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Special Issue "Multimodal Sensing for Understanding Behavior and Personality"

A special issue of Sensors (ISSN 1424-8220). This special issue belongs to the section "Intelligent Sensors".

Deadline for manuscript submissions: 30 September 2020.

Special Issue Editors

Prof. Dr. Grzegorz J. Nalepa
Website
Guest Editor
Institute of Applied Computer Science, Jagiellonian Univeristy, Krakow, Poland
Interests: artificial intelligence; knowledge engineering; affective computing; explainability
Prof. Dr. Marcin Grzegorzek
Website
Guest Editor
Institute of Medical Informatics, University of Lübeck, Ratzeburger Allee 160, 23538 Lübeck, Germany
Interests: pattern recognition; medical informatics
Prof. Dr. Jose M. Juarez
Website
Guest Editor
Computer Science Faculty, Universidad de Murcia, 30100 Murcia, Spain
Interests: medical informatics; artificial intelligence; clinical decision support systems
Prof. Dr. John F. Rauthmann
Website
Guest Editor
Department of Psychology, University of Lübeck, Maria-Goeppert Straße 9a, D-23562 Lübeck, Germany
Interests: personality psychology; individual differences; personality computing; sensing of psychological signals

Special Issue Information

Dear Colleagues,

Sensors are everywhere. By the early 2020s, their number will have already exceeded one trillion. This development changes our society, e.g., the rapid innovation in wearable technology led to a societal phenomenon called Quantified Self (QS), a community of people who use the capabilities of technical devices to gain a profound understanding of collected self-related data. This huge amount of personal data generated every day may lead to a significant improvement of the accuracy of artificial intelligence (AI) methods, including machine learning and pattern recognition algorithms.

Understanding human behavior is crucial to personalized systems’ services for a wide variety of scenarios. However, a holistic assessment of human behavior and personality requires a proper combination of different methods. Multimodal sensing and context-driven information fusion is the key to allow systems to provide their services in the most suitable and efficient manner.

With this Special Issue, we would like to attract novel and original scientific contributions describing the newest research achievements in the area of sensor-based behavior and personality understanding using a wide range of AI methods, including pattern recognition and machine learning algorithms. We welcome both technical papers and submissions with a holistic vision, considering a more humanistic point of view. Finally, we encourage emphasis on relevant application domains of multimodal behavior and personality sensing.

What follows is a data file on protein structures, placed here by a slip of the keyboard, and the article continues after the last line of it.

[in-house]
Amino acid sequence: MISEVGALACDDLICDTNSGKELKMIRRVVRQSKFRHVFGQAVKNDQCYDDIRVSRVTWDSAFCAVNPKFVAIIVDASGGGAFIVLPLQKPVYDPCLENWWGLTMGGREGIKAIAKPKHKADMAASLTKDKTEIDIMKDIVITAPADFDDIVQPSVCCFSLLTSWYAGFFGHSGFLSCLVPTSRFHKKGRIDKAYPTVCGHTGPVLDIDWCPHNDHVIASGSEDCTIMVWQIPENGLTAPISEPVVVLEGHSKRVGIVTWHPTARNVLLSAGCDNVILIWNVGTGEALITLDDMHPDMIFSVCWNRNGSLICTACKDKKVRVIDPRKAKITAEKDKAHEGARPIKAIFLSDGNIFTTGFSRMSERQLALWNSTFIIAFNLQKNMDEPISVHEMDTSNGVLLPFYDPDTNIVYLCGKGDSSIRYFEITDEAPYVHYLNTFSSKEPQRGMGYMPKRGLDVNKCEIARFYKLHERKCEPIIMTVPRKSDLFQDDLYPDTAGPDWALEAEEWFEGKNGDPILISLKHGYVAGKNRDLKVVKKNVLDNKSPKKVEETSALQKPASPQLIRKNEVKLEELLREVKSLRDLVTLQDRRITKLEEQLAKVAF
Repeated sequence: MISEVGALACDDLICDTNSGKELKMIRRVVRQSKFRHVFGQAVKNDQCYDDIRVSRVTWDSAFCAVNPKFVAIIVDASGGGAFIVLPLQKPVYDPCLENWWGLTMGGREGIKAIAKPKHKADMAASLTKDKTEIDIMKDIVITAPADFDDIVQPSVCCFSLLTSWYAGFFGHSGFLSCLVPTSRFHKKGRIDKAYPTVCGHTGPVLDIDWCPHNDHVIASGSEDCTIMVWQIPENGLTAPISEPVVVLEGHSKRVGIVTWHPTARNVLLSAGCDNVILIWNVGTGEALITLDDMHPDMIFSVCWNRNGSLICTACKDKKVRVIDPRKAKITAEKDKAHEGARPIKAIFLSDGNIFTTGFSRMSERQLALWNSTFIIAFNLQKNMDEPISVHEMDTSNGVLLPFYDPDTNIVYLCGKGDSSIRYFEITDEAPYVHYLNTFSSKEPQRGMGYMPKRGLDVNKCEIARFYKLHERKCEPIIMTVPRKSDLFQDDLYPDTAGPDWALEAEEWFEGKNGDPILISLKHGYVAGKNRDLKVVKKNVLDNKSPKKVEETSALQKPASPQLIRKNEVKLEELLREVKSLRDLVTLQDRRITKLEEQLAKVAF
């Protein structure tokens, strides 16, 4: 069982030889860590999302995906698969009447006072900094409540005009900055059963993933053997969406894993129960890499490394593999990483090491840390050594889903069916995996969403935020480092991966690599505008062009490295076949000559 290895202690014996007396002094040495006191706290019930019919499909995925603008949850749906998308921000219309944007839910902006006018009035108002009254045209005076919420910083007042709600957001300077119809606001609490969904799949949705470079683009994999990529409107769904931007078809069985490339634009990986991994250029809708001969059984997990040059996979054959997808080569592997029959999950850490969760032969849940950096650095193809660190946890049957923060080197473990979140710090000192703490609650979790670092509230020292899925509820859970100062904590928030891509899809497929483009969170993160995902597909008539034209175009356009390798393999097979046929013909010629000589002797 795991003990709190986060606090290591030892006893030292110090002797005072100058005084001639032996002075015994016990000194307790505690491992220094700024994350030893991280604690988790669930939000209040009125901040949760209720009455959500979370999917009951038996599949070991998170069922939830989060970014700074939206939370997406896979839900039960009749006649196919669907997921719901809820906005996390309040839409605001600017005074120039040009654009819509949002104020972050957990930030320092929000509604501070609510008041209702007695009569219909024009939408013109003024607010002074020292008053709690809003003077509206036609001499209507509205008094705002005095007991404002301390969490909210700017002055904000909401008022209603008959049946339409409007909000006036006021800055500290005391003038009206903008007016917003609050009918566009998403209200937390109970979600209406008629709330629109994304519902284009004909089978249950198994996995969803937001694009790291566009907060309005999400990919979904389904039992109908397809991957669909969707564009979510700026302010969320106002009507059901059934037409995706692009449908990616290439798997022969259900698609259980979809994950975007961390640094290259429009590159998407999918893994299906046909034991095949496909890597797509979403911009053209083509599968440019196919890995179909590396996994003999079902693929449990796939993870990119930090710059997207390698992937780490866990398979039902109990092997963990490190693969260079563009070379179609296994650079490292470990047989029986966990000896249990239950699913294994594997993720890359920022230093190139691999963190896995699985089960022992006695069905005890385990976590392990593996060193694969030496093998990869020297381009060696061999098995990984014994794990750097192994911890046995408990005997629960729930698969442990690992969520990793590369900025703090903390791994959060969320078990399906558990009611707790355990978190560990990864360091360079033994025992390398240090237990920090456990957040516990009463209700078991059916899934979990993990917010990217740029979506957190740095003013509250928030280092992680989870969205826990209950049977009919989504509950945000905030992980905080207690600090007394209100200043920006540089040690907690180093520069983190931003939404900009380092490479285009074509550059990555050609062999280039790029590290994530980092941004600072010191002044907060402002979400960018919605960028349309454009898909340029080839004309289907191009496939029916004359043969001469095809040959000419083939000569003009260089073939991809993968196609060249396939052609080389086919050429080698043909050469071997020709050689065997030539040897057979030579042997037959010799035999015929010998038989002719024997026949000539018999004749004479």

Prof. Dr. Grzegorz J. Nalepa
Prof. Dr. Marcin Grzegorzek
Prof. Dr. Jose M. Juarez
Prof. Dr. John F. Rauthmann
Guest Editors

Manuscript Submission Information

Manuscripts should be submitted online at www.mdpi.com by registering and logging in to this website. Once you are registered, click here to go to the submission form. Manuscripts can be submitted until the deadline. All papers will be peer-reviewed. Accepted papers will be published continuously in the journal (as soon as accepted) and will be listed together on the special issue website. Research articles, review articles as well as short communications are invited. For planned papers, a title and short abstract (about 100 words) can be sent to the Editorial Office for announcement on this website.

Submitted manuscripts should not have been published previously, nor be under consideration for publication elsewhere (except conference proceedings papers). All manuscripts are thoroughly refereed through a single-blind peer-review process. A guide for authors and other relevant information for submission of manuscripts is available on the Instructions for Authors page. Sensors is an international peer-reviewed open access semimonthly journal published by MDPI.

Please visit the Instructions for Authors page before submitting a manuscript. The Article Processing Charge (APC) for publication in this open access journal is 2000 CHF (Swiss Francs). Submitted papers should be well formatted and use good English. Authors may use MDPI's English editing service prior to publication or during author revisions.

Keywords

  • Multimodal sensing
  • Social sensing